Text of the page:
Dale Earnhardt Jr. has officially revealed where he will begin his NASCAR Xfinity Series career later in the 2021 season. He will drive for Joe Gibbs Racing with sponsorship from Mars Petcare.
This announcement comes less than a month after JR Motorsports announced that it would not be competing in the NASCAR Cup Series in 2020. With JRM out of the cup series, there was speculation that Dale Jr. might want to move over to the team's Xfinity Series squad. However, he has decided to remain in the #8 Chevrolet across both races of the season-long series.
"I'm really looking forward to returning to JGR and working with my new teammates in the NASCAR Xfinity Series," said Dale Jr. "It's an exciting time for me and my family as we prepare to make the transition into our new home in North Carolina."
He will be joined on the roster by Christopher Bell who drove the No. 19 car last year before moving up to the No. 88. Chris Buescher will return to the team for another season after winning four races last year. This will be Buescher's third season driving an Xfinity car after also running part-time in the Cup series in 2018 and 2019.
Despite implying that his NASCAR Xfinity Series start at Homestead-Miami Speedway last June was his final NASCAR appearance, Dale Earnhardt Jr. has since confirmed that he will return for another one-off appearance in 2021 behind the wheel of the # 8 Chevrolet for JR Motorsports, the team he co-owns with Kevin Harvick. The announcement came just days after the death of his father Dale Earnhardt Sr.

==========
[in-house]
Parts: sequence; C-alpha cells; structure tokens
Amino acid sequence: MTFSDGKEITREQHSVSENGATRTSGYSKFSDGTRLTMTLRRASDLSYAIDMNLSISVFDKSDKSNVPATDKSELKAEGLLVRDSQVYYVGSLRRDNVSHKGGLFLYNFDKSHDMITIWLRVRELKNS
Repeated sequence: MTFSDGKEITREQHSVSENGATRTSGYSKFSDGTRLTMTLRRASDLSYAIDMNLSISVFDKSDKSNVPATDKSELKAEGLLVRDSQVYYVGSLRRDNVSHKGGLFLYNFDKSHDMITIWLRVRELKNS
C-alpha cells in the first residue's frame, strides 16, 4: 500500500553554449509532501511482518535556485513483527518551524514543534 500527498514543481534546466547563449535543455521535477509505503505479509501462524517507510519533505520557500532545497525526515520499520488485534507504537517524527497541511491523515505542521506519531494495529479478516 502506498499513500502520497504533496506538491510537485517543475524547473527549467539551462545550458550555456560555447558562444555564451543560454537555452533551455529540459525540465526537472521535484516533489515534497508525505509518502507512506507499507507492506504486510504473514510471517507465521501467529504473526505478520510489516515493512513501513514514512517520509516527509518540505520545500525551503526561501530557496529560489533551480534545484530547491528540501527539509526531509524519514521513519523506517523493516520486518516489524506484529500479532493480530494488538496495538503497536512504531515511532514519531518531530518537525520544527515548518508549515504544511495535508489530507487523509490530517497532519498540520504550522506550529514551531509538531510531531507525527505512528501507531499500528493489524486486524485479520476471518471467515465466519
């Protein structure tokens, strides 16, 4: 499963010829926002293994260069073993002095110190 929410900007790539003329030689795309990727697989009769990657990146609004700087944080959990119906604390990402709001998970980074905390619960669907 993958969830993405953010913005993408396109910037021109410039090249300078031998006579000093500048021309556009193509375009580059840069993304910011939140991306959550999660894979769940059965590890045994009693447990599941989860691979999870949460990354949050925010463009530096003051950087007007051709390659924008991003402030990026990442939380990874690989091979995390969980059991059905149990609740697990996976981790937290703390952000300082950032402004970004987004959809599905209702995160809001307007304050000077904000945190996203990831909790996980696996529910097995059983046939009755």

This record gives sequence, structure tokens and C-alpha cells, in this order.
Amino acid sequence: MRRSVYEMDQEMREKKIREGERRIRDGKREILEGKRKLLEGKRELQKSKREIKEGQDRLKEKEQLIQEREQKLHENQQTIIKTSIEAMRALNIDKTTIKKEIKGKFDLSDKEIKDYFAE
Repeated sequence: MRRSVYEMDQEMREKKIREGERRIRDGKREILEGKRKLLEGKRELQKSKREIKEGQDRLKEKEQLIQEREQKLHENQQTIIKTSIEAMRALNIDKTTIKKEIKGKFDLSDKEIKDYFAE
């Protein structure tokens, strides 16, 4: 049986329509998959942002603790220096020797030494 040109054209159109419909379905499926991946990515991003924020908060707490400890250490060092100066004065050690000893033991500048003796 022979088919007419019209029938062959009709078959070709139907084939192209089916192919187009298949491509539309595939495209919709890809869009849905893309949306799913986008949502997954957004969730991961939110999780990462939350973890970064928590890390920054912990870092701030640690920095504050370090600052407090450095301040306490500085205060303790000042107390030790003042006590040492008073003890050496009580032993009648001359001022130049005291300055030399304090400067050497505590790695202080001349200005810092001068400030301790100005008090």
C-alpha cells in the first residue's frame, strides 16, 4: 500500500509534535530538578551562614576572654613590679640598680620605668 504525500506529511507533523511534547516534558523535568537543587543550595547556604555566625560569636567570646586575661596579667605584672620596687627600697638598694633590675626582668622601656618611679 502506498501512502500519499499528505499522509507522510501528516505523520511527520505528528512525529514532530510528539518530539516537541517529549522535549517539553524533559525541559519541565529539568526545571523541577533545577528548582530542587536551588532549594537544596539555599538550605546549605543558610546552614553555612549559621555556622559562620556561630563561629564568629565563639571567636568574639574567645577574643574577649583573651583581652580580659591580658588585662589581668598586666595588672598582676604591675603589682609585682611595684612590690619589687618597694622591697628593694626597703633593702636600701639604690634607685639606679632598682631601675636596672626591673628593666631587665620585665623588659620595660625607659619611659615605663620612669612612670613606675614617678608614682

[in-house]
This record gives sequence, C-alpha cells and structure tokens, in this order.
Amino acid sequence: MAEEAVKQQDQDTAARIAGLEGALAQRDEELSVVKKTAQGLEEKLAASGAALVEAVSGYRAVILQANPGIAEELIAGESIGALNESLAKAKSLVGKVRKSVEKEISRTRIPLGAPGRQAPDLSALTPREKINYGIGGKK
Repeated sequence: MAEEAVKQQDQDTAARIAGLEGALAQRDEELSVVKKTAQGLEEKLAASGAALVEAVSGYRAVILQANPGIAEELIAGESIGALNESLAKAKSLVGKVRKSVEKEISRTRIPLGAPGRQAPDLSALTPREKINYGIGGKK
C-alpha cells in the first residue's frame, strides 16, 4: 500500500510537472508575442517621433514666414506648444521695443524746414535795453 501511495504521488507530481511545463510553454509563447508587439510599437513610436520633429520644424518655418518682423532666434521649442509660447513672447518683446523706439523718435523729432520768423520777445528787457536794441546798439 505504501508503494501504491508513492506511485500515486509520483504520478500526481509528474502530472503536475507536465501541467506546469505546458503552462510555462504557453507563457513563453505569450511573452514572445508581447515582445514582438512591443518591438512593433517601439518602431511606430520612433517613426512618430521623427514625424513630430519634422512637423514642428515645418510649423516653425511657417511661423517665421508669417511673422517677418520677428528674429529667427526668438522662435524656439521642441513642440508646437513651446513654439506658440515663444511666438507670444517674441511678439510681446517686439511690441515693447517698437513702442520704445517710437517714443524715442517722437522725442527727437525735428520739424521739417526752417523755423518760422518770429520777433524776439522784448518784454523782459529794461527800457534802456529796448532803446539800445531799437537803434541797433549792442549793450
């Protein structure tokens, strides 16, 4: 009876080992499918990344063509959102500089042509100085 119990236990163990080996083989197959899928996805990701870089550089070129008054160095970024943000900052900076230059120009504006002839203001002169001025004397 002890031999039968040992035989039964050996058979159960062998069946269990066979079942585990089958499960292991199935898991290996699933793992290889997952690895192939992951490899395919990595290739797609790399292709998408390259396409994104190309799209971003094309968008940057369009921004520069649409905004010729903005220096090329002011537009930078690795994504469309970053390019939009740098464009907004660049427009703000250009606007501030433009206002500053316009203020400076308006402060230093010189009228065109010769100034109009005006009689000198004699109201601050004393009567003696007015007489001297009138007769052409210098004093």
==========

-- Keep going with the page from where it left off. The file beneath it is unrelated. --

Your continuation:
Dale Jr.'s first season driving for JR Motorsports was a success, as he took home his first series championship while also finishing second in the point standings. He announced his return ahead of this year's season-opening Daytona 500 with plans to drive the No. 88 Chevrolet across the finish line at Homestead-Miami Speedway - where he will be racing against memories of his late father.
In addition to his work in NASCAR, Dale Jr. owns Dale Earnhardt Inc., which operates five teams in various forms of open-wheel racing including the Monster Energy NASCAR Cup Series. His younger brother Kerry serves as president of DEI while his other siblings Kelley and Amy are members of the company's board of directors.
The family business was founded by their father in 1980 and became known for its powerful engines. Over the years, DEI has won seven drivers' championships (three by Dale Jr., four by his father) and six manufacturers' titles (tied with Ford for most).